A report headed by esteemed economist Jim O’Neil caused a stir last month with the suggestion that the great cities of Manchester and Liverpool should merge.
The City Growth Commission, an independent inquiry aimed at trying to boost urban growth in our major cities, suggests that ‘Manpool’ would enable the two Northwest giants to economically compete on the global stage more effectively by coming together and helping to begin to address the growing North–South divide.
The argument goes that by creating a Northern super city we will see a genuine competitor to London, a capital city whose population and economic activity positively dwarves all other UK core cities.
As much as aggregating the might of Manchester and Liverpool would undoubtedly establish an economic juggernaut for the region, the practicalities of bringing the two traditional rivals together in a formal administrative sense would be challenging, if not impossible. You only have to reflect on the deranged lobbying that took place over the name of the proposed Liverpool city region Combined Authority to see how difficult parochial local politicians find it to give up ‘power’ for the greater good.
Nonetheless, there is every prospect, and indeed existing evidence, that on issues of strategic economic importance, there is a degree of co-operation between Manchester and Liverpool. The two major transport infrastructure projects HS2 and the ‘Northern Hub’ are the most obvious, though not exclusive, examples.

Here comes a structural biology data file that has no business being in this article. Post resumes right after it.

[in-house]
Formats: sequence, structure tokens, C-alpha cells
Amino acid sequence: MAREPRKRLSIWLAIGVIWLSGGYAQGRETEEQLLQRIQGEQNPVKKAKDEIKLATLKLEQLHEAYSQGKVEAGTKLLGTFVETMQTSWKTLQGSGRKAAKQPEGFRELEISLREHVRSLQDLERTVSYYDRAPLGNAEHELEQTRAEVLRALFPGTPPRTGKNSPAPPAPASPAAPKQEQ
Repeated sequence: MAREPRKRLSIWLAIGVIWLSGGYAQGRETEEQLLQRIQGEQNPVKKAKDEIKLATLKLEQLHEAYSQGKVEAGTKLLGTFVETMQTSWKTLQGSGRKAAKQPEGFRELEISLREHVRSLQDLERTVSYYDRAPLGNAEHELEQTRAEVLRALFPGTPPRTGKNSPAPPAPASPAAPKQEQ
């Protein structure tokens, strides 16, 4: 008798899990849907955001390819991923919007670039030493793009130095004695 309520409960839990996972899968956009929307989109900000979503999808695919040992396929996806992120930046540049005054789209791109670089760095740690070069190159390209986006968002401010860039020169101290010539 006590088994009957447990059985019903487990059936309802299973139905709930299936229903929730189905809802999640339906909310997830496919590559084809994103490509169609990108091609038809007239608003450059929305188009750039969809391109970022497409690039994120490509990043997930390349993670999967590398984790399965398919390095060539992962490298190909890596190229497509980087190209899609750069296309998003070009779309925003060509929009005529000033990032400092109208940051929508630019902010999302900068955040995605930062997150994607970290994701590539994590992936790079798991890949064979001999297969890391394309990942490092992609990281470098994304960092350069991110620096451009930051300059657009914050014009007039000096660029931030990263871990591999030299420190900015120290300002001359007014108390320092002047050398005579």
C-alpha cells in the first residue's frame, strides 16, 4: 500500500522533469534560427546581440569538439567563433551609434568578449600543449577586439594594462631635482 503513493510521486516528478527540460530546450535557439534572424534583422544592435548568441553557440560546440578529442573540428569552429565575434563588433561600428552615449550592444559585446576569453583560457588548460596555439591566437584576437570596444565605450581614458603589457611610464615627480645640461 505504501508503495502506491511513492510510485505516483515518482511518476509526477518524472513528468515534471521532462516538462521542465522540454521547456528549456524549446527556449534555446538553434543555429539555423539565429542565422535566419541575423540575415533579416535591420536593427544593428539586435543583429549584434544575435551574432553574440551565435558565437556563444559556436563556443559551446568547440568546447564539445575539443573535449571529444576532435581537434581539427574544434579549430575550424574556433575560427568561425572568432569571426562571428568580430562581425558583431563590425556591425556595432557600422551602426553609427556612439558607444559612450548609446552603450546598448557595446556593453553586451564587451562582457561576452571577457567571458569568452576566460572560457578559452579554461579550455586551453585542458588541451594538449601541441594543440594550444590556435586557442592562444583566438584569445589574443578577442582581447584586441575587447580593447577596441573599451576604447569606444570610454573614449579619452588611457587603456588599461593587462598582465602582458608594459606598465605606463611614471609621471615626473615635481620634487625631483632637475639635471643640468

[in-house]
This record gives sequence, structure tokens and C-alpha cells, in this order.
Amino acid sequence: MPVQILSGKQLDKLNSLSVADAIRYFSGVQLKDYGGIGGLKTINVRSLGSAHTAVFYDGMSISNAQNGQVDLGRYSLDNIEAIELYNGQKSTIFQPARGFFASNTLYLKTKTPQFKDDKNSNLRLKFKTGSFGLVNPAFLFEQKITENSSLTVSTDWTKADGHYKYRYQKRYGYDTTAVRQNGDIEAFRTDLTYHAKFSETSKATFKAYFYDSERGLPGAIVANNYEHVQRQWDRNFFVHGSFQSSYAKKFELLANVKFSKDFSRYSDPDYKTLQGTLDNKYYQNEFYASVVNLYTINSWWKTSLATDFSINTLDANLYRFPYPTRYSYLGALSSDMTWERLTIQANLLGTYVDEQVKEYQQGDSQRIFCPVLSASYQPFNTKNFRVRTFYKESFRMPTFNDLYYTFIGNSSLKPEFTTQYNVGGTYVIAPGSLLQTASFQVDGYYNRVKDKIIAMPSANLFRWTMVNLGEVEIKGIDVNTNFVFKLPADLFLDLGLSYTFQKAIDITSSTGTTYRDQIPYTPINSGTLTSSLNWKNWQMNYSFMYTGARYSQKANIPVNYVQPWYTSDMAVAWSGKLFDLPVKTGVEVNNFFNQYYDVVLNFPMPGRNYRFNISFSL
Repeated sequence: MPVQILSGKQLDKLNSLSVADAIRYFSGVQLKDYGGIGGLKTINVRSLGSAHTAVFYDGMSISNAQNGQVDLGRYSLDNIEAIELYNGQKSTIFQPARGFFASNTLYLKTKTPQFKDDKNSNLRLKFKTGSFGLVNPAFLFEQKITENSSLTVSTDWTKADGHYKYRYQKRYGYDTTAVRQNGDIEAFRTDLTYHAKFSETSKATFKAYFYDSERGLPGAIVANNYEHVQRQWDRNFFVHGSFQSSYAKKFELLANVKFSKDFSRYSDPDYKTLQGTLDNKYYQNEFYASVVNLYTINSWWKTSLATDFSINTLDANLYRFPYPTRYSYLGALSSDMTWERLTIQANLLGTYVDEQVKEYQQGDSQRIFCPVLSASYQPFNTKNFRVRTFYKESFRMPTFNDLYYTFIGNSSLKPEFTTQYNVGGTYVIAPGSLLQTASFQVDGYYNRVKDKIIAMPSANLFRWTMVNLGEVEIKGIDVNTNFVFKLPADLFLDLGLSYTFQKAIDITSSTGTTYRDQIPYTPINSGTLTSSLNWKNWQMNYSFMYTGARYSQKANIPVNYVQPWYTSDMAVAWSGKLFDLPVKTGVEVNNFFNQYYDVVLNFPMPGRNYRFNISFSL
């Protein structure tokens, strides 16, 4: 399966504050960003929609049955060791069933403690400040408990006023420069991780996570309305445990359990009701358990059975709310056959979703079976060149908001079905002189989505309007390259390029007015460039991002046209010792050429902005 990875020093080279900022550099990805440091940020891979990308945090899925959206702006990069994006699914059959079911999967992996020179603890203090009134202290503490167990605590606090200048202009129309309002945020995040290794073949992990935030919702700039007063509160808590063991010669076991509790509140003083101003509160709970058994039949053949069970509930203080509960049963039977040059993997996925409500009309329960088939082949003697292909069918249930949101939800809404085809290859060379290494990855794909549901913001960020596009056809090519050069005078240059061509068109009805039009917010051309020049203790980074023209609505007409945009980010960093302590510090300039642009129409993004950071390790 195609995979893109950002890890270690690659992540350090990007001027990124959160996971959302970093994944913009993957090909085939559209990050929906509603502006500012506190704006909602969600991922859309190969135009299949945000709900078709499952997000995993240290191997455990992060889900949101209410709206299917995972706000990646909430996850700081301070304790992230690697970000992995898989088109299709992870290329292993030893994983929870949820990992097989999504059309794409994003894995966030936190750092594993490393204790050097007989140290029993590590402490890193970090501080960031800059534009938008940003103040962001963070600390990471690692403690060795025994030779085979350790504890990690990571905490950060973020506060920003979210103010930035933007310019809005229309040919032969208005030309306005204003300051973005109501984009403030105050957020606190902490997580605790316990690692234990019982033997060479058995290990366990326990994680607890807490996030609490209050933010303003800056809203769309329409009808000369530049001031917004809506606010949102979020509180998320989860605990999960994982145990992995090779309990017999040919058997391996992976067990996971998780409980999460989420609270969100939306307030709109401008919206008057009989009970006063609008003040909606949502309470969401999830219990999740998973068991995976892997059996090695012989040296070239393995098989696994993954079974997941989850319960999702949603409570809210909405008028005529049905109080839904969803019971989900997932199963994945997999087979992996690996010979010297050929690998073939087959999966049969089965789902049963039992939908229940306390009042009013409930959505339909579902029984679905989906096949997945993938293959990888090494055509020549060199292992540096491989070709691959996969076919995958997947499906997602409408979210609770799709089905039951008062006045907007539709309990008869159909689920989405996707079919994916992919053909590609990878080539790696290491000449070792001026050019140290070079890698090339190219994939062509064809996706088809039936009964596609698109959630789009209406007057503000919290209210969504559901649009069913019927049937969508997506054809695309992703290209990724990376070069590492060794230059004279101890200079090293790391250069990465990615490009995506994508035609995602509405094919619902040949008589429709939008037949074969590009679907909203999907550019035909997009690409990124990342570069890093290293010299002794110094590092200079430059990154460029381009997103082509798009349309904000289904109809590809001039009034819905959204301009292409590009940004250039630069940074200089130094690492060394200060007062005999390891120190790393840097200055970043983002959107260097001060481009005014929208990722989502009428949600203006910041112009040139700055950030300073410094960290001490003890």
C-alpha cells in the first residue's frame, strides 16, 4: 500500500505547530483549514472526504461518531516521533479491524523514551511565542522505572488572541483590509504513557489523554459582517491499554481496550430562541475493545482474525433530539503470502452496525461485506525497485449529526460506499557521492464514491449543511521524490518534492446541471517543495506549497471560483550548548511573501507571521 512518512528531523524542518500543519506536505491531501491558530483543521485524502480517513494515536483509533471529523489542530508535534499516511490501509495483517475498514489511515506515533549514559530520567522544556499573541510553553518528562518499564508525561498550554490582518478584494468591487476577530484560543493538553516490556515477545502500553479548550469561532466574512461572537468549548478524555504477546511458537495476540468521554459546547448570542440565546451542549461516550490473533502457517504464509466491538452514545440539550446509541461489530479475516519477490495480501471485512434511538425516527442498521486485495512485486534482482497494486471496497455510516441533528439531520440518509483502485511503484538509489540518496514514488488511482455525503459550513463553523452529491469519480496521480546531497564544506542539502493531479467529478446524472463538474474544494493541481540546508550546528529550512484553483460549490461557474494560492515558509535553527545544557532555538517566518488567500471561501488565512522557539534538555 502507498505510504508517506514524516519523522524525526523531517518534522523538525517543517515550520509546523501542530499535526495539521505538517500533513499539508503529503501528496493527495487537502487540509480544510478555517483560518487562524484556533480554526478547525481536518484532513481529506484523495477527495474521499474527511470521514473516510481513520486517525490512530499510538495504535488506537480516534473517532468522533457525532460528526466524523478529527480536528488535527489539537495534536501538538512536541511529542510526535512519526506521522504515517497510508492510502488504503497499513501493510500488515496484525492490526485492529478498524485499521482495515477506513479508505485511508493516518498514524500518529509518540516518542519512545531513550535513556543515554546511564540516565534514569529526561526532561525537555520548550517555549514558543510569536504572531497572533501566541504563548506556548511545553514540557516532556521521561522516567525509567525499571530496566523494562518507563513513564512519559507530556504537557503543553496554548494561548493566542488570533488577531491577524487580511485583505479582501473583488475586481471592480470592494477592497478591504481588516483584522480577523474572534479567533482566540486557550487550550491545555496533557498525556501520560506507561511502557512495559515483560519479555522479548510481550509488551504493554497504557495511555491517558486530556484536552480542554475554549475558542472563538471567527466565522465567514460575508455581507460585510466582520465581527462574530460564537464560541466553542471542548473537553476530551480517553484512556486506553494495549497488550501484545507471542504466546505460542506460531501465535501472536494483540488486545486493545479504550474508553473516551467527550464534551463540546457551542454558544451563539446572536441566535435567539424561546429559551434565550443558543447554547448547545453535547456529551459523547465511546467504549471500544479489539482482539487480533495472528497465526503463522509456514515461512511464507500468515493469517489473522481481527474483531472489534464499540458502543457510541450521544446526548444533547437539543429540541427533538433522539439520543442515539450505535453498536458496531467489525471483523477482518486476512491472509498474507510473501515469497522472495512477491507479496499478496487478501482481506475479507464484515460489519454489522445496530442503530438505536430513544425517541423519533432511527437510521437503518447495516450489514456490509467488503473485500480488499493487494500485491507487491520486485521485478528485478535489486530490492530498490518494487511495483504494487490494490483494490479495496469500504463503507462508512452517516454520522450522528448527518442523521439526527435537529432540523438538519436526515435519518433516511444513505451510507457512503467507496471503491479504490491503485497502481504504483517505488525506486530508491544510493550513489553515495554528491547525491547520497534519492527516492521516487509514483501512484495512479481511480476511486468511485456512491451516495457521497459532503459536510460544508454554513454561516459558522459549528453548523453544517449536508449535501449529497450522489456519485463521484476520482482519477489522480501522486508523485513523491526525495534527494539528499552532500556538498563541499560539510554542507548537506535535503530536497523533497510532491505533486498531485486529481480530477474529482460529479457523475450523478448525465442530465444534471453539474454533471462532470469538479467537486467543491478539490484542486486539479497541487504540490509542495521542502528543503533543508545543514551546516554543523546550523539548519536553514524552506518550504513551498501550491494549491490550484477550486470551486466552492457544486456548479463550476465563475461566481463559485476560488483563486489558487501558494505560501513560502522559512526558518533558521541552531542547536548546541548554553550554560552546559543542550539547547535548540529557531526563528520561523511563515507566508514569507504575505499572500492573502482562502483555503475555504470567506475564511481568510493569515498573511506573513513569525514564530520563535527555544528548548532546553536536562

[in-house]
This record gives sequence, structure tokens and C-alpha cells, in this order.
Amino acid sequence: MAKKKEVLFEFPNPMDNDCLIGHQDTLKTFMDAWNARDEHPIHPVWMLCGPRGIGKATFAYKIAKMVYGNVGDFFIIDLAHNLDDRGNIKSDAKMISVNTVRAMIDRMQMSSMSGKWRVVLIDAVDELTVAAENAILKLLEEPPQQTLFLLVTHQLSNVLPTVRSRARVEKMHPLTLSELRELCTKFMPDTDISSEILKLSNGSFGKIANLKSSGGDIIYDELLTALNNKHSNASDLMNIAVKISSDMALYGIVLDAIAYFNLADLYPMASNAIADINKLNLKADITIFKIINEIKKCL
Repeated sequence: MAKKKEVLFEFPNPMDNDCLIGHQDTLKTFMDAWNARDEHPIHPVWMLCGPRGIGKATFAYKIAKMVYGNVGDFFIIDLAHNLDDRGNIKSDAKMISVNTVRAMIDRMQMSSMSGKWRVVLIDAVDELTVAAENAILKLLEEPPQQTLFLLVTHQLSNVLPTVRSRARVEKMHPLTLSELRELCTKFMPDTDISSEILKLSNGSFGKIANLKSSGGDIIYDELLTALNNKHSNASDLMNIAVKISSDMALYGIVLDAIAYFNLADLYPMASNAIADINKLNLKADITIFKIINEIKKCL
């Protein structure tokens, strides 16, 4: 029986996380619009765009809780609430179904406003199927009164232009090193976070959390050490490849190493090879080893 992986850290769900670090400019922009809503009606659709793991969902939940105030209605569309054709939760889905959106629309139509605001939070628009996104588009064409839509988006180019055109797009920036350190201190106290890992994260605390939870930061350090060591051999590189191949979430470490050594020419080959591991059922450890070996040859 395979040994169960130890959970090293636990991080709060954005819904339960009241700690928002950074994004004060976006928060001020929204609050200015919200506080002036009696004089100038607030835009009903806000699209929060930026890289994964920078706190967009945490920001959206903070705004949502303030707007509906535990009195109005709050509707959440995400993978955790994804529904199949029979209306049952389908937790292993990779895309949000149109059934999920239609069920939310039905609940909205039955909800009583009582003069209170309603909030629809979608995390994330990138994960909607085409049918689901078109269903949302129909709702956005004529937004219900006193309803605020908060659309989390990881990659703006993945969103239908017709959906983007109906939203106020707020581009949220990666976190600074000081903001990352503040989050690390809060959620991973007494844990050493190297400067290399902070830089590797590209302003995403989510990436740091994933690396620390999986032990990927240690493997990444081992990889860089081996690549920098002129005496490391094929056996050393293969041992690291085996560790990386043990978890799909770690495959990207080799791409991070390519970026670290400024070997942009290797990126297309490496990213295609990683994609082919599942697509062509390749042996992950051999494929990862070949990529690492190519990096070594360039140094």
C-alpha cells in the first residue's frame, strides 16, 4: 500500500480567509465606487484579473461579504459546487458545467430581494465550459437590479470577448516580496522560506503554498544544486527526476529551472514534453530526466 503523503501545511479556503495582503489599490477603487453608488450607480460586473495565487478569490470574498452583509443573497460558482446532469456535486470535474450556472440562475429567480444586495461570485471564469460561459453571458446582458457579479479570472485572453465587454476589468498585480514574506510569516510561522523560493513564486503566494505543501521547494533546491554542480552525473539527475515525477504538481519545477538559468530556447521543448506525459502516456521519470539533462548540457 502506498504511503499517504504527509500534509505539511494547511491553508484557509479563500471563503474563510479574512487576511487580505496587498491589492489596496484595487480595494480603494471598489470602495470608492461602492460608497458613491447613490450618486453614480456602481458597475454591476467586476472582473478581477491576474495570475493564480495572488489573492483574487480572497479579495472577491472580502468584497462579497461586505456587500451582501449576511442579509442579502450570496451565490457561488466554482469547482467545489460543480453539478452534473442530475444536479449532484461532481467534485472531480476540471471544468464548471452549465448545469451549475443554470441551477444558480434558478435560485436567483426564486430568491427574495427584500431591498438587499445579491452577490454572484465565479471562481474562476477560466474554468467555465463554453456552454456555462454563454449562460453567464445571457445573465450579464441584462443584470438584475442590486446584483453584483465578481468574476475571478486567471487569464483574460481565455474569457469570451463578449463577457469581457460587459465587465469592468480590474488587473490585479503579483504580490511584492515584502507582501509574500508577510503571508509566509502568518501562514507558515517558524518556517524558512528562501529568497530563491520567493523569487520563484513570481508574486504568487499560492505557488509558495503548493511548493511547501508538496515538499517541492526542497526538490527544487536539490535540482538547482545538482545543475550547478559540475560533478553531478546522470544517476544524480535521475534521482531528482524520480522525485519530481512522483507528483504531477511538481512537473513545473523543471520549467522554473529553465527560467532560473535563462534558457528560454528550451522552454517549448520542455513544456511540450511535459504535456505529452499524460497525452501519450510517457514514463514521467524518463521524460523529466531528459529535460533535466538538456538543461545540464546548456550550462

Even on the international stage, there is sharing of platforms and resource. The chief executive of Manchester city council and the mayor of Liverpool shared a stage at property festival MIPIM in March. And Manchester is a key partner in the forthcoming International Festival of Business to be hosted in Liverpool.
So though a formal coming together of the two cities is as likely as Luis Suarez signing for Manchester United, the agenda for even greater collaboration should be explored and progressed.
However, why stop at Manchester and Liverpool? The transport infrastructure projects of both cities mentioned Leeds as a key partner too. And the attractiveness of a great northern economic hub, with three major conurbations working together rather than two, is a powerful and surely more compelling option.
By coming together to form a triumvirate of the north, Manchester, Liverpool and Leeds could accelerate the work that they do together already, and extend it. Motorway connectivity is a major issue that can only be genuinely addressed by all three cities working in partnership to find and fund a solution.
What of aviation? Is the wider region capable of sustaining three airports without greater dialogue between Leeds Bradford, John Lennon and Manchester Airport Group?
Beyond transport, there are many cultural and social projects where greater collaboration and a pooling of resource could bring benefit to the entire region.
Another area where the three cities are already at one is in their call for devolved powers, budgets and responsibilities. Ultimately this is the key that will truly unlock the potential of our great cities and begin to close the unhealthy gap that exists between London and the rest of us.
Labour has upped the ante in this area of policy with a promise of £4 billion to councils that can create effective City region Combined Authorities – or indeed County Region Combined Authorities for places like Lancashire.
That is a decent start, but it still falls way short of the £40 plus billion that Lord Heseltine called for in his report, ‘No Stone Unturned’ two years ago.
For all the Westminster rhetoric of ‘localism’, ‘devolution’ and ‘decentralisation’, the truth is that London centric Ministers, Shadow Ministers and Mandarins simply don’t trust us to do the right thing with our own money. It is why revolution of local government structures rather than evolution is necessary. It’s why Scotland, against all the odds, might yet vote yes to independence.